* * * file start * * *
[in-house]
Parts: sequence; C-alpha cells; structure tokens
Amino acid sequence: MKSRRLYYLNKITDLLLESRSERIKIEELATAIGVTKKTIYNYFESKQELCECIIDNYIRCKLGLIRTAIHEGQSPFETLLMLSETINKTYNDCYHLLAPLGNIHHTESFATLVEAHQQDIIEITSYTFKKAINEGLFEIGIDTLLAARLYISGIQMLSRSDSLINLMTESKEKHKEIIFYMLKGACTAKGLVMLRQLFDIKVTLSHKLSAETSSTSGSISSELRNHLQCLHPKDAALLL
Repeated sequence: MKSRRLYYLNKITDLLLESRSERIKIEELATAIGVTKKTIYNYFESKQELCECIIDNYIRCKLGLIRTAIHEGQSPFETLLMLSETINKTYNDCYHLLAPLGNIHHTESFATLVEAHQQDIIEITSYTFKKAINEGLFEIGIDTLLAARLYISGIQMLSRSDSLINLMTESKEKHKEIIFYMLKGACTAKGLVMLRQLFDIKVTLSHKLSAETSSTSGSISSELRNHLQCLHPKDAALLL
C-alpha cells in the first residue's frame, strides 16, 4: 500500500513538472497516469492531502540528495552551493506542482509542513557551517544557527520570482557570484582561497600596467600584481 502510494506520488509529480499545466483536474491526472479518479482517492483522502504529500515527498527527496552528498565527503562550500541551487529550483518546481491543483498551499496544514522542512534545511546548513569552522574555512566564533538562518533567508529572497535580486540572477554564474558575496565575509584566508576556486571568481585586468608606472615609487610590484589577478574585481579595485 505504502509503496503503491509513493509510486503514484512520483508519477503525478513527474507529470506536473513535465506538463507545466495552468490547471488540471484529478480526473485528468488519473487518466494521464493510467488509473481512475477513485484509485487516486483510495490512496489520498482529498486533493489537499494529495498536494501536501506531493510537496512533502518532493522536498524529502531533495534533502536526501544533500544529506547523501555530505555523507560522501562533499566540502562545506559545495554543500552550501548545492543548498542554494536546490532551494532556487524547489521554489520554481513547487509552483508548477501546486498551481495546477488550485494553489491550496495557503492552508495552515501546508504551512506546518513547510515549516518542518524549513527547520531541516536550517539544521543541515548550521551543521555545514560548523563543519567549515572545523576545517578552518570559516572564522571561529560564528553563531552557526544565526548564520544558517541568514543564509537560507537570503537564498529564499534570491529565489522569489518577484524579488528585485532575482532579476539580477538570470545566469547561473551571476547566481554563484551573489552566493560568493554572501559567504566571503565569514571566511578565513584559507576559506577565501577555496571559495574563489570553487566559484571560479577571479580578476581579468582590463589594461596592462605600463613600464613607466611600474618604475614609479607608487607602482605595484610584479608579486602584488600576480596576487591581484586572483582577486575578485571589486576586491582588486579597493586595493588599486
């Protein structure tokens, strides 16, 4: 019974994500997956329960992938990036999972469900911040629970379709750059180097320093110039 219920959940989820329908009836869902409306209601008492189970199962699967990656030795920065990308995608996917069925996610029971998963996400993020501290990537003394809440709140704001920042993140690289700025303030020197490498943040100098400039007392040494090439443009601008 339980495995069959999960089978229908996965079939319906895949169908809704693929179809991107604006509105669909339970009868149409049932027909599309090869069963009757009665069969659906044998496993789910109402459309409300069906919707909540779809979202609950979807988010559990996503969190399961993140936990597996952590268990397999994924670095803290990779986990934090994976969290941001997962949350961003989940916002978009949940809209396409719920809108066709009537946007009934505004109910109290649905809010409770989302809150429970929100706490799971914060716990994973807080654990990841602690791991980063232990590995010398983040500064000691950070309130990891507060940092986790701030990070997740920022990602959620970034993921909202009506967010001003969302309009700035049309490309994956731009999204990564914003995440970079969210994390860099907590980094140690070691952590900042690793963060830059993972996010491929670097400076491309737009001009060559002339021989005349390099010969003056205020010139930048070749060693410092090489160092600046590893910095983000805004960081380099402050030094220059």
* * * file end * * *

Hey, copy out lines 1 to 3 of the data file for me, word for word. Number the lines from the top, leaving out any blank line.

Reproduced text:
[in-house]
Parts: sequence; C-alpha cells; structure tokens
Amino acid sequence: MKSRRLYYLNKITDLLLESRSERIKIEELATAIGVTKKTIYNYFESKQELCECIIDNYIRCKLGLIRTAIHEGQSPFETLLMLSETINKTYNDCYHLLAPLGNIHHTESFATLVEAHQQDIIEITSYTFKKAINEGLFEIGIDTLLAARLYISGIQMLSRSDSLINLMTESKEKHKEIIFYMLKGACTAKGLVMLRQLFDIKVTLSHKLSAETSSTSGSISSELRNHLQCLHPKDAALLL